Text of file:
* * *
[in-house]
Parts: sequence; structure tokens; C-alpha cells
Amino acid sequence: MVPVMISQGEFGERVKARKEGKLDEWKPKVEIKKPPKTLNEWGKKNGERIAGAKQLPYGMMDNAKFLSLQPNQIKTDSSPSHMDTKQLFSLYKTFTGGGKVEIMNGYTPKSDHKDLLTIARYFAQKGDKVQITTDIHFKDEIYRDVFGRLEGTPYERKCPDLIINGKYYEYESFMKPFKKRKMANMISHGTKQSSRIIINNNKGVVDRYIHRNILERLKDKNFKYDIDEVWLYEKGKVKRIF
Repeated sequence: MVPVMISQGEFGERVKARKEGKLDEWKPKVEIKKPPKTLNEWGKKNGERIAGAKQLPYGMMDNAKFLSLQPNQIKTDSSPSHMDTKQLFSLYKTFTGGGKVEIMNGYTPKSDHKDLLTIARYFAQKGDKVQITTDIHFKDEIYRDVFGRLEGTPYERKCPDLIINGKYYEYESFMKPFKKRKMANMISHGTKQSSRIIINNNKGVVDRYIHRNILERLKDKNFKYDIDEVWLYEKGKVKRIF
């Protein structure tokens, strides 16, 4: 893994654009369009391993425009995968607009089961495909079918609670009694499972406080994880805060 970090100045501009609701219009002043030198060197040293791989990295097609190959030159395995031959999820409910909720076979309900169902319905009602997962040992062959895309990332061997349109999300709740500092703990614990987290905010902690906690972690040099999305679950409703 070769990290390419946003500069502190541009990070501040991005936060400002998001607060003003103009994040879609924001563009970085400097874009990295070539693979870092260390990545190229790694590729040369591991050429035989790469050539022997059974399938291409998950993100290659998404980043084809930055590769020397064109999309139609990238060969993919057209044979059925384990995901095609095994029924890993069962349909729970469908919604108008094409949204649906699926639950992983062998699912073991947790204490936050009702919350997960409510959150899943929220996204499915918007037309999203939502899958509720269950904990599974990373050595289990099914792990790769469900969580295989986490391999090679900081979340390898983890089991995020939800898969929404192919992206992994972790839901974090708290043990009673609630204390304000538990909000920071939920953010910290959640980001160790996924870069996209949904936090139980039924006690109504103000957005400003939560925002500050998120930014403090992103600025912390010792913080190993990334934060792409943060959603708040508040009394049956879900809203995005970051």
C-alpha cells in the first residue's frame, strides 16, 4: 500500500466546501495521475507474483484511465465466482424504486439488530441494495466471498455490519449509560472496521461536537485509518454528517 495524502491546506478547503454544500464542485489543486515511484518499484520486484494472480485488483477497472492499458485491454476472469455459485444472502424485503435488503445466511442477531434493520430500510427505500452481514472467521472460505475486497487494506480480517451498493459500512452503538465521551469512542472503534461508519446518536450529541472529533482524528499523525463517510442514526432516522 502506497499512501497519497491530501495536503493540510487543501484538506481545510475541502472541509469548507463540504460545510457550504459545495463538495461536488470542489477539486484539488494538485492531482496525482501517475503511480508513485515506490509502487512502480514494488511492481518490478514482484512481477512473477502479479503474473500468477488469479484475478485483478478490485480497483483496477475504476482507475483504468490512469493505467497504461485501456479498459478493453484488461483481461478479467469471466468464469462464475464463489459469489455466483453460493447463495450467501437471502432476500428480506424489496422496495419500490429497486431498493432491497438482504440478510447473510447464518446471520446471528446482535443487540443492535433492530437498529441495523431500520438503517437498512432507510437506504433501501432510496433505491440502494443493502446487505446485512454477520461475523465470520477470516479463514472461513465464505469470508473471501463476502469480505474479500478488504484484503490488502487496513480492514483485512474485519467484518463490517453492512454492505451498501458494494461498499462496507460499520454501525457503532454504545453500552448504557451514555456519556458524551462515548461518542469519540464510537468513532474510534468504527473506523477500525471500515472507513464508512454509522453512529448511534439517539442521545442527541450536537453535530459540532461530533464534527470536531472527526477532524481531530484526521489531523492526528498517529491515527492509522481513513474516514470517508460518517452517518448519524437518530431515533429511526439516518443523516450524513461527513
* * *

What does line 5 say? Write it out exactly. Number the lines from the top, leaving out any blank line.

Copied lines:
């Protein structure tokens, strides 16, 4: 893994654009369009391993425009995968607009089961495909079918609670009694499972406080994880805060 970090100045501009609701219009002043030198060197040293791989990295097609190959030159395995031959999820409910909720076979309900169902319905009602997962040992062959895309990332061997349109999300709740500092703990614990987290905010902690906690972690040099999305679950409703 070769990290390419946003500069502190541009990070501040991005936060400002998001607060003003103009994040879609924001563009970085400097874009990295070539693979870092260390990545190229790694590729040369591991050429035989790469050539022997059974399938291409998950993100290659998404980043084809930055590769020397064109999309139609990238060969993919057209044979059925384990995901095609095994029924890993069962349909729970469908919604108008094409949204649906699926639950992983062998699912073991947790204490936050009702919350997960409510959150899943929220996204499915918007037309999203939502899958509720269950904990599974990373050595289990099914792990790769469900969580295989986490391999090679900081979340390898983890089991995020939800898969929404192919992206992994972790839901974090708290043990009673609630204390304000538990909000920071939920953010910290959640980001160790996924870069996209949904936090139980039924006690109504103000957005400003939560925002500050998120930014403090992103600025912390010792913080190993990334934060792409943060959603708040508040009394049956879900809203995005970051």